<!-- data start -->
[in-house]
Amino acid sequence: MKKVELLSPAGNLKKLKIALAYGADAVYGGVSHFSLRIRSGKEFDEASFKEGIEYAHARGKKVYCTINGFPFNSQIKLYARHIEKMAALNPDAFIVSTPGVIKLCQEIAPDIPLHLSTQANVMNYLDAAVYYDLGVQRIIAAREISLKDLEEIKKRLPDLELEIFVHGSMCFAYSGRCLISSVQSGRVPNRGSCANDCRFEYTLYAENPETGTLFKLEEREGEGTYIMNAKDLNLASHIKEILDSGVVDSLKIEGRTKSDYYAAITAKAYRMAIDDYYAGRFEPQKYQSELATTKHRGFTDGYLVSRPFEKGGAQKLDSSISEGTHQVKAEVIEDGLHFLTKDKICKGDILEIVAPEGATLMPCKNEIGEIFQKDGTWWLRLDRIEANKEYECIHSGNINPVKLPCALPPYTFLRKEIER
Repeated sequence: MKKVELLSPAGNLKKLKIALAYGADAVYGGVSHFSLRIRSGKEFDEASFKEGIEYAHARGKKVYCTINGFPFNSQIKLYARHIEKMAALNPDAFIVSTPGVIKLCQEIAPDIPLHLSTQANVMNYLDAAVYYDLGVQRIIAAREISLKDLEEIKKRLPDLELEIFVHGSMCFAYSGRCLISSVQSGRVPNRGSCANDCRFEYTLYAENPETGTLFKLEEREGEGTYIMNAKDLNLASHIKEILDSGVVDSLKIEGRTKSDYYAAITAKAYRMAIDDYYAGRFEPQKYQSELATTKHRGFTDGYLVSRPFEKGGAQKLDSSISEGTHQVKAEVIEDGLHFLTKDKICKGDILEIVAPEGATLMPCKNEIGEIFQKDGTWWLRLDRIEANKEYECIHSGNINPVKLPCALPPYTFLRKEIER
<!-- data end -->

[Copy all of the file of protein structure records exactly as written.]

[in-house]
Amino acid sequence: MKKVELLSPAGNLKKLKIALAYGADAVYGGVSHFSLRIRSGKEFDEASFKEGIEYAHARGKKVYCTINGFPFNSQIKLYARHIEKMAALNPDAFIVSTPGVIKLCQEIAPDIPLHLSTQANVMNYLDAAVYYDLGVQRIIAAREISLKDLEEIKKRLPDLELEIFVHGSMCFAYSGRCLISSVQSGRVPNRGSCANDCRFEYTLYAENPETGTLFKLEEREGEGTYIMNAKDLNLASHIKEILDSGVVDSLKIEGRTKSDYYAAITAKAYRMAIDDYYAGRFEPQKYQSELATTKHRGFTDGYLVSRPFEKGGAQKLDSSISEGTHQVKAEVIEDGLHFLTKDKICKGDILEIVAPEGATLMPCKNEIGEIFQKDGTWWLRLDRIEANKEYECIHSGNINPVKLPCALPPYTFLRKEIER
Repeated sequence: MKKVELLSPAGNLKKLKIALAYGADAVYGGVSHFSLRIRSGKEFDEASFKEGIEYAHARGKKVYCTINGFPFNSQIKLYARHIEKMAALNPDAFIVSTPGVIKLCQEIAPDIPLHLSTQANVMNYLDAAVYYDLGVQRIIAAREISLKDLEEIKKRLPDLELEIFVHGSMCFAYSGRCLISSVQSGRVPNRGSCANDCRFEYTLYAENPETGTLFKLEEREGEGTYIMNAKDLNLASHIKEILDSGVVDSLKIEGRTKSDYYAAITAKAYRMAIDDYYAGRFEPQKYQSELATTKHRGFTDGYLVSRPFEKGGAQKLDSSISEGTHQVKAEVIEDGLHFLTKDKICKGDILEIVAPEGATLMPCKNEIGEIFQKDGTWWLRLDRIEANKEYECIHSGNINPVKLPCALPPYTFLRKEIER